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Aspiring Filmmakers: Love Is the Answer — A Leadership Talk with Jonathan Coleman


headshot of Jonathan Coleman wearing a blue grey button down shirt

How do you go from shooting family movies in the backyard as a kid in Iowa to overseeing operations of a production company whose films have earned over half a billion dollars at the box office? Just ask Jonathan Coleman, Executive Vice President of Guy Walks Into a Bar.


Coleman recently sat down for a Leadership Talk with FUTURE NOW CEO and Founder, Peggy Kim, and shared how he broke into the business and ended up running the operations of Guy Walks into a Bar, best known for the Christmas classic Elf, Sully, Perfect Stranger, and The Professor and the Madman.


Coleman had dreamed of being a filmmaker since he was a boy. He convinced his mother to get him a Super 8 so that he could capture precious family memories. It was an ingenious move that would fuel his passion for storytelling.


While film school might have seemed like the natural track for him, he attended Wheaton College, which did not have a formal film program. Nevertheless, he took every film class he could while getting his BA in Communications and Media Studies, and honed his filmmaking skills outside of class, shooting short films with his friends on the weekends. Though he didn’t know it at the time, all that dedication would pay off…eventually.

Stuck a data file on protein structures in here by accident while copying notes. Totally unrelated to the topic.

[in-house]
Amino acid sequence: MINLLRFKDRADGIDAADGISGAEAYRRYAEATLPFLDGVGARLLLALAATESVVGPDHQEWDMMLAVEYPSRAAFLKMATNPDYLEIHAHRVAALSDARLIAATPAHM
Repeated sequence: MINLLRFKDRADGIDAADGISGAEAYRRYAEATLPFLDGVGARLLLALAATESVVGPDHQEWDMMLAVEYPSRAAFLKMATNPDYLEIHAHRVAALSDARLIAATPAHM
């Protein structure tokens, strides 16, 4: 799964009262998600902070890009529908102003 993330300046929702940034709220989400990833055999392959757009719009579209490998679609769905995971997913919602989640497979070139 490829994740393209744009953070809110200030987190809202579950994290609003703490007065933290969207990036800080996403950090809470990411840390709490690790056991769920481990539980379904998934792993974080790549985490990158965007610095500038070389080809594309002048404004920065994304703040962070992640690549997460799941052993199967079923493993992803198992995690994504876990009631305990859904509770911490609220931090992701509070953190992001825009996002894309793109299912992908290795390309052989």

During his sophomore year, he met Wheaton alum and filmmaker Todd Komarnicki, who had just produced Elf and had come to speak on campus. Coleman approached him after his talk and made plans to meet Komarnicki over coffee in NYC. A mentoring relationship was born.


After graduating from Wheaton, Coleman was intent on finding a job, any job, to pay off his school loans. “My first job out of college was data entry at a factory in Palatine, Illinois, and it was miserable,” he told attendees.


After that, he worked as a financial consultant for nonprofits for two years. Still, he knew he wanted to be in the film industry, and after working at two jobs he didn’t love, he “was really ready to take a giant leap of faith.”


Five years after their first meeting, Komarnicki offered Coleman a job as his assistant at A Guy Walks into a Bar in NYC, and the rest is history. Coleman steadily rose up through the ranks to his current position as EVP. He likens his job to being a “conductor, making sure all of the instruments are playing in sync.”


Coleman learned about the long cycle of getting a film made. Making a movie—even a small one—is a laborious process. “[The production process is] always seven years, even when the movie doesn’t happen,” Coleman quipped. “It’s not for the impatient, that’s for sure.”


“Sully,” Todd Kormanicki’s screenplay about the Miracle on the Hudson, took six-and-a-half years to come to fruition before it scored an Oscar nomination for Tom Hanks.


At A Guy Walks Into a Bar, five employees balance the current slate of 55 projects in various stages of development or production, some of which may never come to fruition.